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Tuesday, September 28, 2010

A Comment on Germany's Health Care

Translation: Wife to fireman: "He is old and sick. He does not want to be a burden to the health care system." Fireman to man on ledge: "My respects. Your motives are noble." (Caption below: Be sure to select emergency personnel with care!)

Successions in Moscow, Pyongyang and Caracas

It has been a remarkable three days. In Moscow, Russia’s third most important political figure, Yury Luzhokv, the long-serving mayor of Moscow, was unceremoniously sacked. In Pyong-Yang, the son of Kim Jong-Il was named a major general. In Caracas, the opposition to Hugo Chavez won some fifty percent of the popular vote and almost 40 percent of the seats in parliament. All three events tell us something about the most important political successions that lie before us.

Although Luzhkov was fired by President Dmitry Medvedev (who has the official power to remove regional officials), he was really fired by Vladimir Putin to rid the country of the one politician who could contest him for the presidency in 2012. Luzhkov was fired for corruption and incompetence. The corruption charge is true. Luzhov’s control over Moscow was so complete that he was rarely challenged on his wife’s wealth, who became a billionaire through Moscow city contracts. His standard response to questions: “I have nothing to do with my wife’s business.” Luzhkov took kickbacks from companies doing lucrative business in Moscow, some of which he turned back to the city. Incompetent he was not. Compared to other Russian cities, Moscow is one of the best run. It is notable that Luzhkov had to be fired, rather than accepting a face-saving position elsewhere. He chose to stand and fight. As a price for this defiance, he may be dragged through the courts and suffer the same fate as Mikhail Khodorkovsky, who will spend most of his adult life in jail. Luzhkov’s is a cautionary tale to any other regional official, most of whom have enriched themselves through their offices: “Moscow (Putin) is your boss. You can only keep your office and your riches if you are unhesitatingly loyal.” It is important for Putin that they all know this lesson as the 2012 election campaign begins.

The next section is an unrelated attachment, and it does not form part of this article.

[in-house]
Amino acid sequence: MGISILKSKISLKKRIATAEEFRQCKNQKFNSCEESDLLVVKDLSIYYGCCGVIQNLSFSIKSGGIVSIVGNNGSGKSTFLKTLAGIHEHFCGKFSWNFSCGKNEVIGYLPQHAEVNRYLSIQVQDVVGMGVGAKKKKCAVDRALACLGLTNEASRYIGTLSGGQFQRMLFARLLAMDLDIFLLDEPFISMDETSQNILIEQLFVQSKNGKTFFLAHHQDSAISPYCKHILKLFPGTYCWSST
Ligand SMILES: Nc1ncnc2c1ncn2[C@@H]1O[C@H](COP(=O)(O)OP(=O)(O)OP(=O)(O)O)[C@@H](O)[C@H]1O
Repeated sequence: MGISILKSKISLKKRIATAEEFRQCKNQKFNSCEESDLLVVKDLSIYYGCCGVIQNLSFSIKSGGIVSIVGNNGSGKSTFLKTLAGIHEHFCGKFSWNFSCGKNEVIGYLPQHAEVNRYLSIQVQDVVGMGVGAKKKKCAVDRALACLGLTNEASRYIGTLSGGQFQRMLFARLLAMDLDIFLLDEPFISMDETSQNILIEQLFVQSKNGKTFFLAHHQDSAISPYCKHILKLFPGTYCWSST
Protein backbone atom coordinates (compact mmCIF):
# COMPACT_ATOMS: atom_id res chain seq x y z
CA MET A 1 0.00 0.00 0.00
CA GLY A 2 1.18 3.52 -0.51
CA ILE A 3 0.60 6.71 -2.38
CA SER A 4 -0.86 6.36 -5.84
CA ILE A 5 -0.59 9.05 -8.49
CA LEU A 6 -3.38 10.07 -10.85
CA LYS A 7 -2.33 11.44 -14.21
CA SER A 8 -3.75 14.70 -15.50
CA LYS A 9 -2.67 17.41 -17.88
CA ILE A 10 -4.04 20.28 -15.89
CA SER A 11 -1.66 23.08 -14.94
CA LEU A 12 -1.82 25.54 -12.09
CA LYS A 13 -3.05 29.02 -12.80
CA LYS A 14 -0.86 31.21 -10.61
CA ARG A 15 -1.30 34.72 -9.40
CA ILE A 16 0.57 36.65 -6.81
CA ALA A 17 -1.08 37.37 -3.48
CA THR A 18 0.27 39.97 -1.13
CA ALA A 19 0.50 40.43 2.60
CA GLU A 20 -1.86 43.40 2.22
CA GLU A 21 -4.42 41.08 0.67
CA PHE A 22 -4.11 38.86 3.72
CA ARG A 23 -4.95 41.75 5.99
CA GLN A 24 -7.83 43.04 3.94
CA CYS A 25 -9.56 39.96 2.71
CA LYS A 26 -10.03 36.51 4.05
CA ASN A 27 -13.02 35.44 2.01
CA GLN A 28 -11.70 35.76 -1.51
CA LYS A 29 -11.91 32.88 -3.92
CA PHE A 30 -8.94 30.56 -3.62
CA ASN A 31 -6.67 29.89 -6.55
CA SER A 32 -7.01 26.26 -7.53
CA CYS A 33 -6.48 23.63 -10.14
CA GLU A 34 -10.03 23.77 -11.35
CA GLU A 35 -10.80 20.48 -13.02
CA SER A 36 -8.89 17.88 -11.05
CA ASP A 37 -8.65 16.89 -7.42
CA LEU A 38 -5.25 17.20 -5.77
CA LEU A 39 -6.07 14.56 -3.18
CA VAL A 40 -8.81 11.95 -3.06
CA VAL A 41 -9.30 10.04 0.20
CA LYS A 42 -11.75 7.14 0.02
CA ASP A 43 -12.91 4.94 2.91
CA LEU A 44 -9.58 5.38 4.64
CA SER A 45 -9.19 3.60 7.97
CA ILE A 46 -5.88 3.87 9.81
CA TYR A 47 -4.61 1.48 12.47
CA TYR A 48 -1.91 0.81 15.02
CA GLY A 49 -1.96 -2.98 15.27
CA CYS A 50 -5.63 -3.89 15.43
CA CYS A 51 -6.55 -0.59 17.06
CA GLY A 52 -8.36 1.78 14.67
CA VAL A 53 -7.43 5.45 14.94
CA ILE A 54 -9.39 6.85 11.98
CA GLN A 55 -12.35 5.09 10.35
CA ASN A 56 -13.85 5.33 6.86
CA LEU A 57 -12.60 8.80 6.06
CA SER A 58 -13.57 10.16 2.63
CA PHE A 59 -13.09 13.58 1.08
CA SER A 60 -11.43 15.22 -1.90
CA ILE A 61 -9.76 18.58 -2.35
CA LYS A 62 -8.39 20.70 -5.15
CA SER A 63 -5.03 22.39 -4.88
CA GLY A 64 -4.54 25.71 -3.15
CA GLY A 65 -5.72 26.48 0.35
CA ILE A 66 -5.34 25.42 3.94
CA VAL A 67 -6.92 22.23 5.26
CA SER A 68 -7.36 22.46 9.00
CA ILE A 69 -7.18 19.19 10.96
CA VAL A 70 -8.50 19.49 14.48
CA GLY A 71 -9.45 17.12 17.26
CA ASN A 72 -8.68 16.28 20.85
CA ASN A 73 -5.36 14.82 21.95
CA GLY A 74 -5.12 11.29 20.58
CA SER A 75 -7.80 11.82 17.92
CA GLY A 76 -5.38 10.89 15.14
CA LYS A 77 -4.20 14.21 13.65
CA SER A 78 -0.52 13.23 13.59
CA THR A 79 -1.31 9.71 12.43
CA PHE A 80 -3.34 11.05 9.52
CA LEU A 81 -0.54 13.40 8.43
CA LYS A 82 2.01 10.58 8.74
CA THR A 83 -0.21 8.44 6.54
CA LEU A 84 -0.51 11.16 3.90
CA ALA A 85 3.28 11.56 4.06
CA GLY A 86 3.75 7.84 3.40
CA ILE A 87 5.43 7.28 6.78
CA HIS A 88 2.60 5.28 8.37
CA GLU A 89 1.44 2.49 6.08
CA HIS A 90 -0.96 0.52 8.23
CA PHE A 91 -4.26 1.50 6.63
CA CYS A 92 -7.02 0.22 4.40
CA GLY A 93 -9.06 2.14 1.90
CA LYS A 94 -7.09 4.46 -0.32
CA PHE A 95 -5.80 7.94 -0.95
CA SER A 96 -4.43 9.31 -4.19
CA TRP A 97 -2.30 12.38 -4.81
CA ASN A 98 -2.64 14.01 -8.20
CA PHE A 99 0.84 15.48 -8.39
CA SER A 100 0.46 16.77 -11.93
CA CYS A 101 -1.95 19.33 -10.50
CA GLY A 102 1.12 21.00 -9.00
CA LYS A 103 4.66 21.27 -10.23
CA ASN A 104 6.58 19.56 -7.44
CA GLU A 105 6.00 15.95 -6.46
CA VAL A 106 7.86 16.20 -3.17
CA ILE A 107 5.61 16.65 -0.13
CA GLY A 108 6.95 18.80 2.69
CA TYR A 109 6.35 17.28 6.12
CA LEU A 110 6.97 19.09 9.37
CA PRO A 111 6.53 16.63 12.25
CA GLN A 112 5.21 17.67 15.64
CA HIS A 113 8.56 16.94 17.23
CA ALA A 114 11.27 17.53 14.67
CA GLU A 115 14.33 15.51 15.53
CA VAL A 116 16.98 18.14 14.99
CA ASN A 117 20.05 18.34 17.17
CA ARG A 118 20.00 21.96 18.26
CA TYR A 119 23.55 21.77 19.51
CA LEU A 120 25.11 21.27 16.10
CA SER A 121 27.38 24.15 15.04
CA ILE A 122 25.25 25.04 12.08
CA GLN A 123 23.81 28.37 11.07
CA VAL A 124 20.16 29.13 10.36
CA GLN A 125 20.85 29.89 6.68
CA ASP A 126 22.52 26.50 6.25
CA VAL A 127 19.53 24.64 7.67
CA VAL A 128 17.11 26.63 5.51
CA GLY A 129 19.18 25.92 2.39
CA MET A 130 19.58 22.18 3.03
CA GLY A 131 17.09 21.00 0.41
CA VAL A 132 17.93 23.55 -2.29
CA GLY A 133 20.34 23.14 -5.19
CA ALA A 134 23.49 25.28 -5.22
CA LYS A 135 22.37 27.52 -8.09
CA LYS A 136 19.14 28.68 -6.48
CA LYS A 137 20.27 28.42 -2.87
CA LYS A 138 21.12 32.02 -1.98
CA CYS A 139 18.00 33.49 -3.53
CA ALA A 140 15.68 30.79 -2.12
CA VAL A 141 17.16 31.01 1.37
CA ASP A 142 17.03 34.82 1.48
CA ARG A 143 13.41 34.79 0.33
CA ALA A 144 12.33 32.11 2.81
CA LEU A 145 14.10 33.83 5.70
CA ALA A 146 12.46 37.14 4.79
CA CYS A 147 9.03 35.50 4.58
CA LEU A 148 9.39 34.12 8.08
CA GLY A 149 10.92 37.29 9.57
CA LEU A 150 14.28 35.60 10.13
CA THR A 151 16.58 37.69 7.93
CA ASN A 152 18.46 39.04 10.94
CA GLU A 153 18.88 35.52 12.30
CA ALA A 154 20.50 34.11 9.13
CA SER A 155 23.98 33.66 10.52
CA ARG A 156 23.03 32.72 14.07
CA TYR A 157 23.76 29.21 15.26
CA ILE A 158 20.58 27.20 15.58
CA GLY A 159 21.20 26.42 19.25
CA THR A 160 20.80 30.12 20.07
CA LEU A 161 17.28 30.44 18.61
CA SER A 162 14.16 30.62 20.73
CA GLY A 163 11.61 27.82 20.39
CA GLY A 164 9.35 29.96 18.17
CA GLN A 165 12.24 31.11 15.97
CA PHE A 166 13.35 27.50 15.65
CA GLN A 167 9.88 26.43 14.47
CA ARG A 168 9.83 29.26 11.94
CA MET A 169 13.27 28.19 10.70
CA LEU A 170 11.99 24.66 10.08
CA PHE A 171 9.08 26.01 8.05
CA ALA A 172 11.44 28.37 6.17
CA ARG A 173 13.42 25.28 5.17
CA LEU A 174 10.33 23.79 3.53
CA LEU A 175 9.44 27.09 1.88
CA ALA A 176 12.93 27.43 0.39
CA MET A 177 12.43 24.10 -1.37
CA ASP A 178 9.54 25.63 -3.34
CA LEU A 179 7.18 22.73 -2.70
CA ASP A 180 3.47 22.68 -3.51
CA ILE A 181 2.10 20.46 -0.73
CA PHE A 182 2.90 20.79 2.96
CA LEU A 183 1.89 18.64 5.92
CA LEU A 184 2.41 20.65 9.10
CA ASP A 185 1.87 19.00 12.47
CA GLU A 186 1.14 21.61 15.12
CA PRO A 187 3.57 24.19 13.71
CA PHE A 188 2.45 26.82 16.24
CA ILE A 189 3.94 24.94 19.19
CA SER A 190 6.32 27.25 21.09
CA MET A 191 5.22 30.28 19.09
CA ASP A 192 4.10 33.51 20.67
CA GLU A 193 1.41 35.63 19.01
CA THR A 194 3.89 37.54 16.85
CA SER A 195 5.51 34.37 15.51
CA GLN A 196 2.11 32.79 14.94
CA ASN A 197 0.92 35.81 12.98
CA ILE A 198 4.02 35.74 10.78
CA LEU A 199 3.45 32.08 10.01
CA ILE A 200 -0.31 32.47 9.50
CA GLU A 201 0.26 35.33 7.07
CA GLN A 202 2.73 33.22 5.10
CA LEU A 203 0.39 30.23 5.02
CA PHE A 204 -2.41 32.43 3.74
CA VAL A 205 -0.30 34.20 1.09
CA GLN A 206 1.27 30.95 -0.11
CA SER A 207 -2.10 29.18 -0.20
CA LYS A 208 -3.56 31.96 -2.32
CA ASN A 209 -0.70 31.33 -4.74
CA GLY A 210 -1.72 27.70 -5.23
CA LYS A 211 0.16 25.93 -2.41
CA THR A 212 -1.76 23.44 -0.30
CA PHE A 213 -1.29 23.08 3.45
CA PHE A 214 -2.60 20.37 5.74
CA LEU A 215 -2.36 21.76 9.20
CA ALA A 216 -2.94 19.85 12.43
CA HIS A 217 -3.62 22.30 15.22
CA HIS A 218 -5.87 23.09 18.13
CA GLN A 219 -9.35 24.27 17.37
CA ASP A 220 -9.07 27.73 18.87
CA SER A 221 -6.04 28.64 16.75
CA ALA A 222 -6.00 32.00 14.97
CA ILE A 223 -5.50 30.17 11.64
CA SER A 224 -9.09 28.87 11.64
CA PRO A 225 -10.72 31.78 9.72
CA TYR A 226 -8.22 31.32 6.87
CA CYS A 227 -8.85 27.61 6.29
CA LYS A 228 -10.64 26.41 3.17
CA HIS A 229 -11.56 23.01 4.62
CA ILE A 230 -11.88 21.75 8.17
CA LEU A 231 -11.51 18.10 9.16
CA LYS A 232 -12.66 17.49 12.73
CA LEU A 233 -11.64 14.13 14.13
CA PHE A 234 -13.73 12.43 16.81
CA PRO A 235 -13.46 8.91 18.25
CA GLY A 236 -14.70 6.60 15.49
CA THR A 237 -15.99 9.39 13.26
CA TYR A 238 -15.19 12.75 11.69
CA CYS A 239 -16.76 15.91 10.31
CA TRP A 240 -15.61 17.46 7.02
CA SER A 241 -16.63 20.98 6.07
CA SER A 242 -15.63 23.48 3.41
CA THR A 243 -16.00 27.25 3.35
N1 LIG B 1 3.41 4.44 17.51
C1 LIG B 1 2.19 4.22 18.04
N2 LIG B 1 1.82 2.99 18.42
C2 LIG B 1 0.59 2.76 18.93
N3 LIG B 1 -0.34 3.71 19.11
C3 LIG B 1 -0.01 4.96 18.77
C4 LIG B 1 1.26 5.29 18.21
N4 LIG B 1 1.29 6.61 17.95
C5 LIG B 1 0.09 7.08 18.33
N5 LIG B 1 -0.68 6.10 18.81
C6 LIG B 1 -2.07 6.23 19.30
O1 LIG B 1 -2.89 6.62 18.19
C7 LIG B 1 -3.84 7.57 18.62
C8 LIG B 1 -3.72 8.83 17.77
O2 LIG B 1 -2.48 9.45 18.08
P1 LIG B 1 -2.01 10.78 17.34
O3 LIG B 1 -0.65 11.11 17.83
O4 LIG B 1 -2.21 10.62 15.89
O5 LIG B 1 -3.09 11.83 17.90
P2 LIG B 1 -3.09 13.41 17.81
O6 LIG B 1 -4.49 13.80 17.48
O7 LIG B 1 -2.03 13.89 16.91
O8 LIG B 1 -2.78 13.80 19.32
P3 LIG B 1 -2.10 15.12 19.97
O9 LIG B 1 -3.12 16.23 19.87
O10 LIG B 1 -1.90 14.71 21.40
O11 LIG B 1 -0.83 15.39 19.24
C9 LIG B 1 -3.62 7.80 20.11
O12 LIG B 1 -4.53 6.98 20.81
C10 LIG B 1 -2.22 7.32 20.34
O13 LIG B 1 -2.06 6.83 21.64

North Korea is run by a military council headed by the “beloved leader” Kim Jong-Il. Although the North Korean Communist Party is a key element in the power structure, it is trumped by the military. In this sense, North Korea is unlike the Soviet Union, where the party kept the military on a short leash. It was Kim Jong-Il’s father who invented the family succession in a communist state. In 1980, the last party congress named Kim Jong-Il the successor to his father. Prior to that, in other communist states, the sitting leader could not allow even the mention of a successor for fear it would become reality. Accordingly, the deaths of communist leaders were usually followed by disruptive power struggles. The family succession ensures that the leader-father can continue without the threat of overthrow, expulsion or scapegoating. In North Korean, party congresses are called only when important decisions need to be rubber stamped. The upcoming party congress, which will be the first in three decades, is clearly being called to approve the first steps of the eventual transition of power. Family succession has now become standard fare in dictatorships (Raol and Fidel Castro, Assad father and son, the Aliev father and son and so on). At least the North Koreans added something to the repretoire of dictators.